World’s soils contain more carbon than atmosphere and biosphere combined. Learning to control the processes in soil responsible for 'locking carbon away' for long-term storage has thus potential to counterbalance the excessive CO2 emissions and mitigate effects of the global climate change. Soil aggregate formation has been recognized to play a major role in physical soil carbon stabilization, but the responsible processes are not well understood. Thus, the aim of my postdoc project is to study dynamic processes of soil aggregation at micro- to nano-scale by means of different spectroscopic techniques including synchrotron radiation based X-ray microspectroscopy at large national research centers such as MAX IV or Canadian Light Source. The major interest is to study the role of microorganisms or, more specifically, microbial necromass and fungal exudates, to the aggregate formation. For higher control of the processes we perform experiments within microfluidic chips - micro-spatially designed growth habitats for soil microbes, in which we manipulate physical structure and chemical availability of nutrients at micrometer scale. Ultimately, uncovering the mechanisms of physical carbon stabilization will be crucial for identification of soil cultivation techniques which foster this process, and to be able to increase the carbon sink potential of our soils by convincing agriculture and forestry policy makers.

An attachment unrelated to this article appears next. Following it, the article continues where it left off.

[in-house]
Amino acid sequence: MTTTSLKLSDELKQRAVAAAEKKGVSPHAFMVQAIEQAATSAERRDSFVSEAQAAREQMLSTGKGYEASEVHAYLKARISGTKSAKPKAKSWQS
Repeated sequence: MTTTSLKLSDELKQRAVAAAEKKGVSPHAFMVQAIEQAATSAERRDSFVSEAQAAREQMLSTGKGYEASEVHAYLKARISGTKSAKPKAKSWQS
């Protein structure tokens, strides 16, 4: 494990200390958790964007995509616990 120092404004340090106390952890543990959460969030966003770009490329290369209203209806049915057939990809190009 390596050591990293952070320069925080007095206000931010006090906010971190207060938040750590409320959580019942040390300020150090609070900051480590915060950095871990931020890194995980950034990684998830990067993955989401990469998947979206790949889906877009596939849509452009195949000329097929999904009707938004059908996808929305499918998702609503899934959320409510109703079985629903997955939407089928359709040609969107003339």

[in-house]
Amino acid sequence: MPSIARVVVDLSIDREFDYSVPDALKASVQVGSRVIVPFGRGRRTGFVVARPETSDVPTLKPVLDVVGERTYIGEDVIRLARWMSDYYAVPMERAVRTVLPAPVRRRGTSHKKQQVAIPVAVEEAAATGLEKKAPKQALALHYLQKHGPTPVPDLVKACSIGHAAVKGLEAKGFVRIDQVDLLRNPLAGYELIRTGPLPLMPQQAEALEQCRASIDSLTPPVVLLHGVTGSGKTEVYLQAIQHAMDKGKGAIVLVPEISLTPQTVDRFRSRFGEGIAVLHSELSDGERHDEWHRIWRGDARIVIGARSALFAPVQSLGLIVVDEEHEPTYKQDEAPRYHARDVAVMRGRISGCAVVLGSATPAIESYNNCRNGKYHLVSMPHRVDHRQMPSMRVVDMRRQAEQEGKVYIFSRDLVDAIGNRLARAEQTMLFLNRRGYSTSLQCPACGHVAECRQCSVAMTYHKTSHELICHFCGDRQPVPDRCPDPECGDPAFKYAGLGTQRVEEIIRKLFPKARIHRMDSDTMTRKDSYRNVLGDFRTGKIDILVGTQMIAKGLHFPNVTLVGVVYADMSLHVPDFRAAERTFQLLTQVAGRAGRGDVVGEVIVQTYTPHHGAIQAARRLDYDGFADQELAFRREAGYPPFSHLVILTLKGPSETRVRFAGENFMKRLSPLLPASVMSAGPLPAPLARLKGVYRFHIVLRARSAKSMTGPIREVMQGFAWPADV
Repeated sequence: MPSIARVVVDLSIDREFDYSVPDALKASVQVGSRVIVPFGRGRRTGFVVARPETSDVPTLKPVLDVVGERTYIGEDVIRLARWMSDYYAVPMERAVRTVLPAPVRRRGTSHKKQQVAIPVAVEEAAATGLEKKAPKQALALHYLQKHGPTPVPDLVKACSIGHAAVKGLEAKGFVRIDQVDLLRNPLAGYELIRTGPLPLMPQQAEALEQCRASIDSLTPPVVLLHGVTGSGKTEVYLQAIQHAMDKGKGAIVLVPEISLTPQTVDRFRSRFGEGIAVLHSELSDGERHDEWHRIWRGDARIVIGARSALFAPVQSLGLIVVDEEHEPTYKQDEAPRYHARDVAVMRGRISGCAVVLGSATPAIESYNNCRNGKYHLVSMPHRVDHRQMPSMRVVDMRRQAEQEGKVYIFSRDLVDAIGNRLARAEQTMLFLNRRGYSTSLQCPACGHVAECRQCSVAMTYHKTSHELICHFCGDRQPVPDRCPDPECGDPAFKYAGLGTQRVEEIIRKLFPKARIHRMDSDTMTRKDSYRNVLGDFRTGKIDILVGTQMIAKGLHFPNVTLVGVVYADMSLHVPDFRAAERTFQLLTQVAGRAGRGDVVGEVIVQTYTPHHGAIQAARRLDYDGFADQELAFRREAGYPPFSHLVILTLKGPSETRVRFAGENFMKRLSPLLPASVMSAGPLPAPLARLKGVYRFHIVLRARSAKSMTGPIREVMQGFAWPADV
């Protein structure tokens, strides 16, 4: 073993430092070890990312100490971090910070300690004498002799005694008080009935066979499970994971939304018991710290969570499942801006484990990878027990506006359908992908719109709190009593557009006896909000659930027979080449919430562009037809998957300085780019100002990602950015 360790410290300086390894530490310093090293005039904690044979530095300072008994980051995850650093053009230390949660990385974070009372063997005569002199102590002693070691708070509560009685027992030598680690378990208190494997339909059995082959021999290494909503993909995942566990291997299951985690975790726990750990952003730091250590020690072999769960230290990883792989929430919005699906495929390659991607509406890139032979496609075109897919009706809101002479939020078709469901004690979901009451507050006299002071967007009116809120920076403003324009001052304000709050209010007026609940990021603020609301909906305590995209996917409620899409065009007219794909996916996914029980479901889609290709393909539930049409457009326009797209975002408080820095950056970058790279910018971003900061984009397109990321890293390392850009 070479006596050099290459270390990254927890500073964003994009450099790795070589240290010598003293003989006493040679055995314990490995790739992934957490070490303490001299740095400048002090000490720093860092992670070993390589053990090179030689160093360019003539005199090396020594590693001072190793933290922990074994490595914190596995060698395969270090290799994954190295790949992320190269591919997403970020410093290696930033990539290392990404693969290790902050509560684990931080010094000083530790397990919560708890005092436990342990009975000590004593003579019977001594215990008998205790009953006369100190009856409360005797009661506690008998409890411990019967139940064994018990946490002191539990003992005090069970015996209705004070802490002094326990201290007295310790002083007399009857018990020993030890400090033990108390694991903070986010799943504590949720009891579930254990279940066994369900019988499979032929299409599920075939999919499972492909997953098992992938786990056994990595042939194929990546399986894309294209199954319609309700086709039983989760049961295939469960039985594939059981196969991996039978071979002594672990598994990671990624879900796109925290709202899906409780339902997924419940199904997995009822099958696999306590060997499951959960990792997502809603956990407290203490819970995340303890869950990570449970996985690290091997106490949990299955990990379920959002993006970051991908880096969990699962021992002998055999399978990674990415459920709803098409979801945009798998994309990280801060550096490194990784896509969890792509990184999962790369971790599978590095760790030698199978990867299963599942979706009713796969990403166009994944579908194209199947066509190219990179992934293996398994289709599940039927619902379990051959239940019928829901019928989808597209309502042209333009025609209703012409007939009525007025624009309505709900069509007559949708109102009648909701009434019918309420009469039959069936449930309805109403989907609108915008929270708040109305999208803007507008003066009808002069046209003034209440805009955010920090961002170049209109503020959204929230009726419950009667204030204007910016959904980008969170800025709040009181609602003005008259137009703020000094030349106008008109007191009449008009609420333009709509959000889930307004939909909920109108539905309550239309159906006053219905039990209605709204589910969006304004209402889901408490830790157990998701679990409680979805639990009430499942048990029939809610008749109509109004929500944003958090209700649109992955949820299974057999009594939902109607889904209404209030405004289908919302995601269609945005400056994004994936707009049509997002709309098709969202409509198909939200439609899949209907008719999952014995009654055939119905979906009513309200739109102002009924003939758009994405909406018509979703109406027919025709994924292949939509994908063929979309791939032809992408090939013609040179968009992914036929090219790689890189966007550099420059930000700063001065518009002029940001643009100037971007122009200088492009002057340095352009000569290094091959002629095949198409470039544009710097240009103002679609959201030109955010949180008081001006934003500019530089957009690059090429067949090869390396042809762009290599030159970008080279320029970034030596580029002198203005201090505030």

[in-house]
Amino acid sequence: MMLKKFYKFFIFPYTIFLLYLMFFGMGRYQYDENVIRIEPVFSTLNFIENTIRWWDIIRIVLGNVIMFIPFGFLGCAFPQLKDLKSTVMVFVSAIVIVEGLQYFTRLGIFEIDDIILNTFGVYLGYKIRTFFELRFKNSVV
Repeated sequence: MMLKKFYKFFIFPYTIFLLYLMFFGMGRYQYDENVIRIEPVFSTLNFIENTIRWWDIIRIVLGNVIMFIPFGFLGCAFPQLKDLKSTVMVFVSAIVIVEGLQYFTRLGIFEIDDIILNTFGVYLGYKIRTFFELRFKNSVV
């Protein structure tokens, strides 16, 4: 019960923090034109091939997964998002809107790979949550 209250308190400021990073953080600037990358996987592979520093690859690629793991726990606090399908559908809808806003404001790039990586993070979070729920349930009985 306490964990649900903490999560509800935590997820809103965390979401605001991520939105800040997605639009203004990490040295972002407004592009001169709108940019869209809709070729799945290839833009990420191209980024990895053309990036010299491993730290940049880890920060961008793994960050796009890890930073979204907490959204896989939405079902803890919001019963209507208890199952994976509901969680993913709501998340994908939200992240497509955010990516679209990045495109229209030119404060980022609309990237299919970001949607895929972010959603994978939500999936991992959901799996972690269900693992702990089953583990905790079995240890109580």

People: Milda Pucetaite, Pelle Ohlsson, Edith Hammer